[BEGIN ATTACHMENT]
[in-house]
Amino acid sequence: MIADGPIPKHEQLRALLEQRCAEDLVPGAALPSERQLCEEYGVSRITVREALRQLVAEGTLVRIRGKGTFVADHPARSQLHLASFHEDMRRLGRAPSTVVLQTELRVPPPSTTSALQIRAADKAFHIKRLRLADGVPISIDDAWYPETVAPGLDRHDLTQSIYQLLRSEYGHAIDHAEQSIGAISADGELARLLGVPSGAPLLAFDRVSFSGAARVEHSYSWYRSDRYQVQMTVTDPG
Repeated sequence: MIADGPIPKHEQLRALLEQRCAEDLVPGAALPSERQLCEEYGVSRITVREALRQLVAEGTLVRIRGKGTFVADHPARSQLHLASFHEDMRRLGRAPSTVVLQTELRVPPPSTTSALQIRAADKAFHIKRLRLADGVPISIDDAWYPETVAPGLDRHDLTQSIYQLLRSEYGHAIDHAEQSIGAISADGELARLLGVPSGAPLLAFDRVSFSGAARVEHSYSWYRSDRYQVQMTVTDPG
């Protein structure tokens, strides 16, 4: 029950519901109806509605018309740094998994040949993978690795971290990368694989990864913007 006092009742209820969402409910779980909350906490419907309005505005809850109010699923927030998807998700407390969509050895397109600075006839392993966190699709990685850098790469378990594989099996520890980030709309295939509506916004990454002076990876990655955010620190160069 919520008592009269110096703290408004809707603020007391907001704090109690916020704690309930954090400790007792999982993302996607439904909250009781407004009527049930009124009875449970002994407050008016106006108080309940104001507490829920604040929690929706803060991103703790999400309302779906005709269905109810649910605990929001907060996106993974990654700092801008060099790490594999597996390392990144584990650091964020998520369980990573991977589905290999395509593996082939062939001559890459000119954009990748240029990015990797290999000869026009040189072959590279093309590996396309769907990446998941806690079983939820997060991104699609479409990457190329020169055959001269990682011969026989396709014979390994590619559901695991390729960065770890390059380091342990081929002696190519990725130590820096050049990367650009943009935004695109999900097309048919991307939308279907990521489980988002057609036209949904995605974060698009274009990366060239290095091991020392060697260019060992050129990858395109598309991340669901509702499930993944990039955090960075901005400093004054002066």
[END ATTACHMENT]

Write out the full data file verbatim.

[in-house]
Amino acid sequence: MIADGPIPKHEQLRALLEQRCAEDLVPGAALPSERQLCEEYGVSRITVREALRQLVAEGTLVRIRGKGTFVADHPARSQLHLASFHEDMRRLGRAPSTVVLQTELRVPPPSTTSALQIRAADKAFHIKRLRLADGVPISIDDAWYPETVAPGLDRHDLTQSIYQLLRSEYGHAIDHAEQSIGAISADGELARLLGVPSGAPLLAFDRVSFSGAARVEHSYSWYRSDRYQVQMTVTDPG
Repeated sequence: MIADGPIPKHEQLRALLEQRCAEDLVPGAALPSERQLCEEYGVSRITVREALRQLVAEGTLVRIRGKGTFVADHPARSQLHLASFHEDMRRLGRAPSTVVLQTELRVPPPSTTSALQIRAADKAFHIKRLRLADGVPISIDDAWYPETVAPGLDRHDLTQSIYQLLRSEYGHAIDHAEQSIGAISADGELARLLGVPSGAPLLAFDRVSFSGAARVEHSYSWYRSDRYQVQMTVTDPG
């Protein structure tokens, strides 16, 4: 029950519901109806509605018309740094998994040949993978690795971290990368694989990864913007 006092009742209820969402409910779980909350906490419907309005505005809850109010699923927030998807998700407390969509050895397109600075006839392993966190699709990685850098790469378990594989099996520890980030709309295939509506916004990454002076990876990655955010620190160069 919520008592009269110096703290408004809707603020007391907001704090109690916020704690309930954090400790007792999982993302996607439904909250009781407004009527049930009124009875449970002994407050008016106006108080309940104001507490829920604040929690929706803060991103703790999400309302779906005709269905109810649910605990929001907060996106993974990654700092801008060099790490594999597996390392990144584990650091964020998520369980990573991977589905290999395509593996082939062939001559890459000119954009990748240029990015990797290999000869026009040189072959590279093309590996396309769907990446998941806690079983939820997060991104699609479409990457190329020169055959001269990682011969026989396709014979390994590619559901695991390729960065770890390059380091342990081929002696190519990725130590820096050049990367650009943009935004695109999900097309048919991307939308279907990521489980988002057609036209949904995605974060698009274009990366060239290095091991020392060697260019060992050129990858395109598309991340669901509702499930993944990039955090960075901005400093004054002066």